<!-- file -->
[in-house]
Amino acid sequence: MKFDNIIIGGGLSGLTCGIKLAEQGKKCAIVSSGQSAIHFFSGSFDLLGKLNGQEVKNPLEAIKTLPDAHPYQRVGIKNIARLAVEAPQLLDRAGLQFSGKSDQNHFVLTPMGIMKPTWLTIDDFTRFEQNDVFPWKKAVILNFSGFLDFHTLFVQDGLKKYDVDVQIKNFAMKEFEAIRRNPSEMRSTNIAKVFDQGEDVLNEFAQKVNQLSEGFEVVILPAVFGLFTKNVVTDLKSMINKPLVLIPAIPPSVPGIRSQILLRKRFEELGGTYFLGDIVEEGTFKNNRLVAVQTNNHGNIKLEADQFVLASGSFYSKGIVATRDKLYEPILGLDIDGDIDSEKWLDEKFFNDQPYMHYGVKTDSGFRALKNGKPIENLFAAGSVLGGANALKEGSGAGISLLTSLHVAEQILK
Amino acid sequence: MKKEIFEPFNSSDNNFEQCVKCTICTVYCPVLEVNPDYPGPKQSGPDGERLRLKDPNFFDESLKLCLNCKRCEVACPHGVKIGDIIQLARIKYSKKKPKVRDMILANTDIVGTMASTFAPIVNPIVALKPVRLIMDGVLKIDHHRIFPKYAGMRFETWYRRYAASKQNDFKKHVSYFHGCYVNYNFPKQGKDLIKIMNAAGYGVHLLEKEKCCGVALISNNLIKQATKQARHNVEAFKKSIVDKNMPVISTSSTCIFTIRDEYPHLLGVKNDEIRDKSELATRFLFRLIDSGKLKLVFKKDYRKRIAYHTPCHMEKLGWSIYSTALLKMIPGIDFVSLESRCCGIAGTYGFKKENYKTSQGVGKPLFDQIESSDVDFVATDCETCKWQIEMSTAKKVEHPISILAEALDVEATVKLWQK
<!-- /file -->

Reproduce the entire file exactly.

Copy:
[in-house]
Amino acid sequence: MKFDNIIIGGGLSGLTCGIKLAEQGKKCAIVSSGQSAIHFFSGSFDLLGKLNGQEVKNPLEAIKTLPDAHPYQRVGIKNIARLAVEAPQLLDRAGLQFSGKSDQNHFVLTPMGIMKPTWLTIDDFTRFEQNDVFPWKKAVILNFSGFLDFHTLFVQDGLKKYDVDVQIKNFAMKEFEAIRRNPSEMRSTNIAKVFDQGEDVLNEFAQKVNQLSEGFEVVILPAVFGLFTKNVVTDLKSMINKPLVLIPAIPPSVPGIRSQILLRKRFEELGGTYFLGDIVEEGTFKNNRLVAVQTNNHGNIKLEADQFVLASGSFYSKGIVATRDKLYEPILGLDIDGDIDSEKWLDEKFFNDQPYMHYGVKTDSGFRALKNGKPIENLFAAGSVLGGANALKEGSGAGISLLTSLHVAEQILK
Amino acid sequence: MKKEIFEPFNSSDNNFEQCVKCTICTVYCPVLEVNPDYPGPKQSGPDGERLRLKDPNFFDESLKLCLNCKRCEVACPHGVKIGDIIQLARIKYSKKKPKVRDMILANTDIVGTMASTFAPIVNPIVALKPVRLIMDGVLKIDHHRIFPKYAGMRFETWYRRYAASKQNDFKKHVSYFHGCYVNYNFPKQGKDLIKIMNAAGYGVHLLEKEKCCGVALISNNLIKQATKQARHNVEAFKKSIVDKNMPVISTSSTCIFTIRDEYPHLLGVKNDEIRDKSELATRFLFRLIDSGKLKLVFKKDYRKRIAYHTPCHMEKLGWSIYSTALLKMIPGIDFVSLESRCCGIAGTYGFKKENYKTSQGVGKPLFDQIESSDVDFVATDCETCKWQIEMSTAKKVEHPISILAEALDVEATVKLWQK